- Indonesian Ambassador says EUDR “Smacks of Colonialism”
- Brussels Shift Goalposts: Pushes Jurisdictional Approach in Flashback to FLEGT
- CPTPP-Palm Critics Diminish Prospects
Indonesian Ambassador: EUDR “Smacks of Colonialism”
Indonesia’s Ambassador to Germany has openly asked if the EUDR constitutes a new form of colonization.
The reasoning? The vast troves of data that will be submitted to the EU based on literally millions of locations, crops, harvest rates and more – something that POM alluded to two weeks ago.
Ambassador Arif Havas Oegroseno states:
“The EUDR does not provide a legal basis for the protection of data privacy of millions of hectares from foreign farmers, and this data is at the risk of arbitrary use by the EU, including selling it to a third party of sharing it with difference countries for many purposes, including intelligence.”
“Forcing foreign farmers to surrender their data privacy to the EU is a violation of fundamental human rights, even with the EU’s own standards.”
This culminates with a simple question:
“Realizing that the Global South and its smallholder farmers are being targeted by the EUDR, the nagging question is: Does the EU want to recolonize them again? … The EUDR endangers trust-building between the EU and the Global South. Not to mention the smack of colonialism.”
Brussels Shift Goalposts: Pushes Jurisdictional Approach in Flashback to FLEGT
The European Union is changing its story on how it will approach the implementation of the Deforestation Regulation.
Sources across producer countries had been told late last year that the Deforestation Regulation would definitely not be including a ‘Jurisdictional Approach’. The Jurisdictional Approach would require subnational jurisdictions, e.g. states or provinces, to be treated differently to the rest of an exporting country under the regulation, with potentially a different risk profile.
However, within the past month sources have indicated that the Commission is re-floating this idea.
This begs the question: Is the Regulation in chaos?
There are two possibilities. Either: the EU is stuck on how to implement the regulation; or they are giving different stakeholders different sets of information – a divide and conquer strategy – aiming to lessen the intense backlash Brussels is receiving.
It’s worth noting that the Jurisdictional Approach has been at the heart of the EU’s failed KAMI project, which falsely claimed that the project’s approach would assist palm oil exporters meet the EU regulations.
Is it possible that the Commission will try to revive KAMI as a carrot for exporters? Perhaps, but here’s the problem: the Regulation states that levels of cooperation will determine how countries will be classified for risk. This will be problematic for implementation, but will also create resistance at the exporter end.
Here’s an example: when the European Union was attempting to negotiate a FLEGT agreement (or VPA) with Malaysia, the EU pushed for a separate agreement for Sarawak and Sabah.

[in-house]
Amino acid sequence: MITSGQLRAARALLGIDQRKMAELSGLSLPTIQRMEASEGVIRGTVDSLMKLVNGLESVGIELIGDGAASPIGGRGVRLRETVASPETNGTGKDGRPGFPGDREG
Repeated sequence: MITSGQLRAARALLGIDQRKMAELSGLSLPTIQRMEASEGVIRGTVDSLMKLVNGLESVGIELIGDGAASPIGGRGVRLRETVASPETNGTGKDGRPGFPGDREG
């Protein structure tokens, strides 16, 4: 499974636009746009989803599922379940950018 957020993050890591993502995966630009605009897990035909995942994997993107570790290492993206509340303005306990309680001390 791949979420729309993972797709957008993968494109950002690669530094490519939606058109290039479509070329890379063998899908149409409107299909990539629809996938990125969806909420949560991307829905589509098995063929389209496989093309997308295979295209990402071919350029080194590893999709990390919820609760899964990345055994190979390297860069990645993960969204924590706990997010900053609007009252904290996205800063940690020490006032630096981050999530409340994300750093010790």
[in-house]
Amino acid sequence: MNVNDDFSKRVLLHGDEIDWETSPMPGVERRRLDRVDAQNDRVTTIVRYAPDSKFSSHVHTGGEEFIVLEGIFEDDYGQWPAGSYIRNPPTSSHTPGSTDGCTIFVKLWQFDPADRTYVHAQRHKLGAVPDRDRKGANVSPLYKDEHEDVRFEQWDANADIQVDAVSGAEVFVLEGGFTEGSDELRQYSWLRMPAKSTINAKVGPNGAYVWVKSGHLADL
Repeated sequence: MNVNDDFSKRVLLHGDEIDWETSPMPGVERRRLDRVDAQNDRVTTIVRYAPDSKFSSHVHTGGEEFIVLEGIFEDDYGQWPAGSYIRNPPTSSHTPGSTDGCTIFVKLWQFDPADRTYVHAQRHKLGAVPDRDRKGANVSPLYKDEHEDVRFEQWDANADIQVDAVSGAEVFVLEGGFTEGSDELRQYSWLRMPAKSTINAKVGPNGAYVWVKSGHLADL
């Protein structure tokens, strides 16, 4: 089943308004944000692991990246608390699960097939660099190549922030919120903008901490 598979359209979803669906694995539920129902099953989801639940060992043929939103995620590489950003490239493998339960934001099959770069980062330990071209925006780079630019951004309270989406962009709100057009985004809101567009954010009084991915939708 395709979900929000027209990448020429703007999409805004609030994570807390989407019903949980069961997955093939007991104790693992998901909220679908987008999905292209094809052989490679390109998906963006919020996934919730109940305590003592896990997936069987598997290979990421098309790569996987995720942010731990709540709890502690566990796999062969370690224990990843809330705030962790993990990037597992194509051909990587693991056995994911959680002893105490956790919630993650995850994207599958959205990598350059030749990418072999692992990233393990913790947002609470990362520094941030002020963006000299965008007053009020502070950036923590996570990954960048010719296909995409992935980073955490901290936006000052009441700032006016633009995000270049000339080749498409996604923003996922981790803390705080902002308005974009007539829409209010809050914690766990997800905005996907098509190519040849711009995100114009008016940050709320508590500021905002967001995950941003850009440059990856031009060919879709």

This was a bruising experience for both sides – and something that won’t be lost on the Deputy Prime Minister (whom hails from Sarawak) and the ministry’s senior staff, who will be looking at the problems presented for timber, rubber and palm oil.
The EU is also likely underestimating the experience – and residual bitterness – Malaysia’s timber sector has dealing with EU trade bans. If in doubt, read this speech from 1992.
CPTPP-Palm Critics Diminish Prospects
Over the past week there have been numerous NGOs and anti-palm campaign groups in the UK decrying the entry of the UK into the Comprehensive and Progressive Agreement for Trans Pacific Partnership (CPTPP) free trade deal. The point of contention? Lower tariffs for palm oil as part of the deal.
It’s not surprising that environmental groups are making statements criticising the tariff drop: they don’t understand trade policy. Tariffs have never been used for environmental outcomes, because they rarely have that effect.
Let’s take a scenario. If we doubled the tariffs on Malaysian palm oil in the UK, what would happen? Simple: it would come from somewhere else, like Papua New Guinea, which has a zero percent tariff on palm oil going to the UK. What would happen to the Malaysian palm oil? It would go to other markets. What would happen to Malaysian production processes? Precisely nothing.
The problem with this sort of breathless reporting is twofold. First, it hasn’t changed in 15 years, despite numerous NGOs, forest economists and even conservationists pointing out that using trade measures such as bans will be even more destructive.
Second, it potentially diminishes the UK globally. Let’s say CPTPP’s UK accession gets undone by a noisy set of narrow interests. The UK then becomes known as an unreliable negotiating partner, not just in Southeast Asia, but in Japan, Canada and Mexico. And a diminished global presence is something the UK cannot afford.